We didn't have to pull into the parking lot to see that everyone else had the same idea. Thankfully there were a couple of free swings. I pushed her pretty high hoping she'd catch on to the idea of pumping to make herself go higher. She has the movement but not the strength to do much with it and so, inevitably I would end up behind her once again pushing to make her fly.
After about 10 minutes a large group of young girls screamed and giggled their way to the swings and although, by that time, I had gotten onto the swing and put Elli on my lap to show her how high we could go together, she really wanted to move on. I don't know if she just didn't like the noise or was intimidated by the shear number of girls that were nearby.
We walked from one piece of equipment to another. She's discovered that she likes to climb. She likes to climb precarious things. The girl needs a rock wall.
On each piece of equipment she climbed the requisite height to reach the slide and then stood on top of the slide to take in the view. She would stand and stare for quite awhile. I was wishing I knew what she was thinking but then on second thought, maybe I'm glad I didn't.
After she had played on every piece of equipment we walked to other little "toys" and experimented with those. By this time we were standing in the very center of the play area and she began to stare at a mom sitting on a bench just outside the log border. She turned and looked at me and said "Mom, you can sit." while pointing to that same bench. I asked her if she wanted to sit down and she said no.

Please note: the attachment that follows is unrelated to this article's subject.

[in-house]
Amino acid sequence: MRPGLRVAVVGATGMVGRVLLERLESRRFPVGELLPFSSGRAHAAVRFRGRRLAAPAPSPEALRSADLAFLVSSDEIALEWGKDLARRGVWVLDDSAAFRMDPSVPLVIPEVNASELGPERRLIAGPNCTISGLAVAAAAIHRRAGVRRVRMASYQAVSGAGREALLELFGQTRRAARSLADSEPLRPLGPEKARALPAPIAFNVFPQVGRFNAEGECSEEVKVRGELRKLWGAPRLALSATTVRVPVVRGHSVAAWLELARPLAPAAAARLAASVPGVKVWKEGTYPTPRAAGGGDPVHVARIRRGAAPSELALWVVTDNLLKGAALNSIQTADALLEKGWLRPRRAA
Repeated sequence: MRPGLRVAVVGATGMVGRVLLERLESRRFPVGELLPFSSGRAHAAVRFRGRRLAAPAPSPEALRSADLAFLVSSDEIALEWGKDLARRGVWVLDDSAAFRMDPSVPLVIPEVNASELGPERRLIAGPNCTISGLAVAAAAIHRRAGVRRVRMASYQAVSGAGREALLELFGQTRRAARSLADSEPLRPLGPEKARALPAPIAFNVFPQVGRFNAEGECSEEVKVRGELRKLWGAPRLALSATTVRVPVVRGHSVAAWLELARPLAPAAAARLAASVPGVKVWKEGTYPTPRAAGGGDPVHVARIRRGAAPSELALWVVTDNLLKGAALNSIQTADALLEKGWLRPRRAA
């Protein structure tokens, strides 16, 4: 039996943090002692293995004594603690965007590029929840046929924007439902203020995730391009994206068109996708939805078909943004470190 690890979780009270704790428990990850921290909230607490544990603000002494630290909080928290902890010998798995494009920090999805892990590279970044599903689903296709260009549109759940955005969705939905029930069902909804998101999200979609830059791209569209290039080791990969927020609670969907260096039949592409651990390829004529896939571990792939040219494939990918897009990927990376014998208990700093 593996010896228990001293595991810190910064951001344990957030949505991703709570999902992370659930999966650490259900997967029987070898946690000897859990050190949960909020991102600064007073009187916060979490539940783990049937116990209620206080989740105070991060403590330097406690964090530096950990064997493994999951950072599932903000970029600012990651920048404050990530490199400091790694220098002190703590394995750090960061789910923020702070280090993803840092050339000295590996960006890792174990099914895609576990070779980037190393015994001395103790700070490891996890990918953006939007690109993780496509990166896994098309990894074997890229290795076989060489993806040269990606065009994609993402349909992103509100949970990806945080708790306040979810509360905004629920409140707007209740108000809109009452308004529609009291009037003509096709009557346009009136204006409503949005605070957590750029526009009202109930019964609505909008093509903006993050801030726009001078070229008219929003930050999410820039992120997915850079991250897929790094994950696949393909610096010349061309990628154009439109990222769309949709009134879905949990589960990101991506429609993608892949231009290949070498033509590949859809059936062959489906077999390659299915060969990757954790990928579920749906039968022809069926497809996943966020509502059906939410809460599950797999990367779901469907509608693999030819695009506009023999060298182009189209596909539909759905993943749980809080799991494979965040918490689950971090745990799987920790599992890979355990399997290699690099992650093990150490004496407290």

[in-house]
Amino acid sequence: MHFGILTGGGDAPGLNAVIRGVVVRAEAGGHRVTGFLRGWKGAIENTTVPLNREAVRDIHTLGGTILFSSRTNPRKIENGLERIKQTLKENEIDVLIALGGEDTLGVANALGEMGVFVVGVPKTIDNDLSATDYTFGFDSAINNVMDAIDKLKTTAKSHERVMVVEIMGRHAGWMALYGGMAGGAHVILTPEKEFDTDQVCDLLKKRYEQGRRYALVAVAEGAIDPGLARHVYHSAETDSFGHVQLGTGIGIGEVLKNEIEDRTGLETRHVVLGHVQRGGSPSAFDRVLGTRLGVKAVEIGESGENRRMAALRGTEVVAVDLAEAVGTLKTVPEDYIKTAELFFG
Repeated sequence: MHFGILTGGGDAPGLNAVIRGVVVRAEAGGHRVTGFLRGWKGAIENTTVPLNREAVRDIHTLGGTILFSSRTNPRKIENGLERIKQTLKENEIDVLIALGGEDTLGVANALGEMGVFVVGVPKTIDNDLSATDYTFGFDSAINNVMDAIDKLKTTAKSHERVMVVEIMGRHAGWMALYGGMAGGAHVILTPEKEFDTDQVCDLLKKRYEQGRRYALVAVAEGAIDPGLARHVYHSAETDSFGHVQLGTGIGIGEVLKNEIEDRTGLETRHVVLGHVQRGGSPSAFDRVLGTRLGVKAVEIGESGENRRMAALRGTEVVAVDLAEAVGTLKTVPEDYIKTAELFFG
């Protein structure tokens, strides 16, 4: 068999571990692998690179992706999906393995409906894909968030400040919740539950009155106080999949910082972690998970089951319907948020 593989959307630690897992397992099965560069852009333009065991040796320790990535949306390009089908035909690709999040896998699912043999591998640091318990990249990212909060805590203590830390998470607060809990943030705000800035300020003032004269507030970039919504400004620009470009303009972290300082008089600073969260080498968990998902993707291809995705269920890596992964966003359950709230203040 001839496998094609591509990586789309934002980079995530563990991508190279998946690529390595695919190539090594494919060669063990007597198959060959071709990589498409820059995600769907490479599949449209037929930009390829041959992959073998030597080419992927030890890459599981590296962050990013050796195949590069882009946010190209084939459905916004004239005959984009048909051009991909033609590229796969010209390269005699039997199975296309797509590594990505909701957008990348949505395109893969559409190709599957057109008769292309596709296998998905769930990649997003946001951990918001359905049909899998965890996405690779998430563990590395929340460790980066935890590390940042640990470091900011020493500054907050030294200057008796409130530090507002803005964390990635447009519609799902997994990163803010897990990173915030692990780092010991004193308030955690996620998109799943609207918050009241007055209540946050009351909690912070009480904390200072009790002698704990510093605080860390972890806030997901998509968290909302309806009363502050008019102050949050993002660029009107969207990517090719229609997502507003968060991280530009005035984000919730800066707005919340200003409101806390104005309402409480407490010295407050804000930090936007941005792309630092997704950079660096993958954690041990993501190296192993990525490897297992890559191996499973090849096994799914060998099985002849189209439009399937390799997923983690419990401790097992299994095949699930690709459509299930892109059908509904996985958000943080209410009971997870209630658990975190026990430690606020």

Then I understood. "Oh," I said "you want me to sit down while you go and play." She smiled and nodded and watched me walk to a bench that was in the middle of everything. I wasn't going to let her out of my sight.
It didn't dawn on me until I was sitting there watching her try to make friends, try to "go it alone", just how lonely she must be. One of the first things she asked us ever was if she had friends in America. Friends are very important to her. As a matter of fact every "friend" we have belongs to one of us, according to Elli. It had been 2 weeks since she'd really spent quality time with any friends from church because of Easter holiday and then being sick. Today was her first day of feeling completely normal and she was anxious for companionship.
She's realized that siblings aren't the same as friends. At least not the same as the friends she wants to have. Josh and Kate have lives of their own and don't play with her whenever she asks. I wondered as I watched her if she ever had a day alone in her life. I wondered if she ever played alone in her life. I thought about the number of times that I asked her to play alone in her room for a little bit while we worked on school work. I needed some quiet for the kids. Did she even know what I meant? If she did, could she have thought that was a punishment?
When it was finally time to go she couldn't stop talking to me about her "new friends". She uses very little Chinese anymore when she speaks to me. She's quite good at explaining what she's thinking and wondering and experiencing. The most important thing she wanted me to know was that they spoke to her. She felt that was HUGE. I wonder why? I wonder if that's not typical of "new acquaintences" in China. I asked her if she spoke to them and told them her name. She hadn't.
All the way to dance she kept talking about new friends. We talked a lot about friends. I assured her that she had many. She hadn't seen them in a long time and wasn't sure they were still her friends. Oh, if she only knew.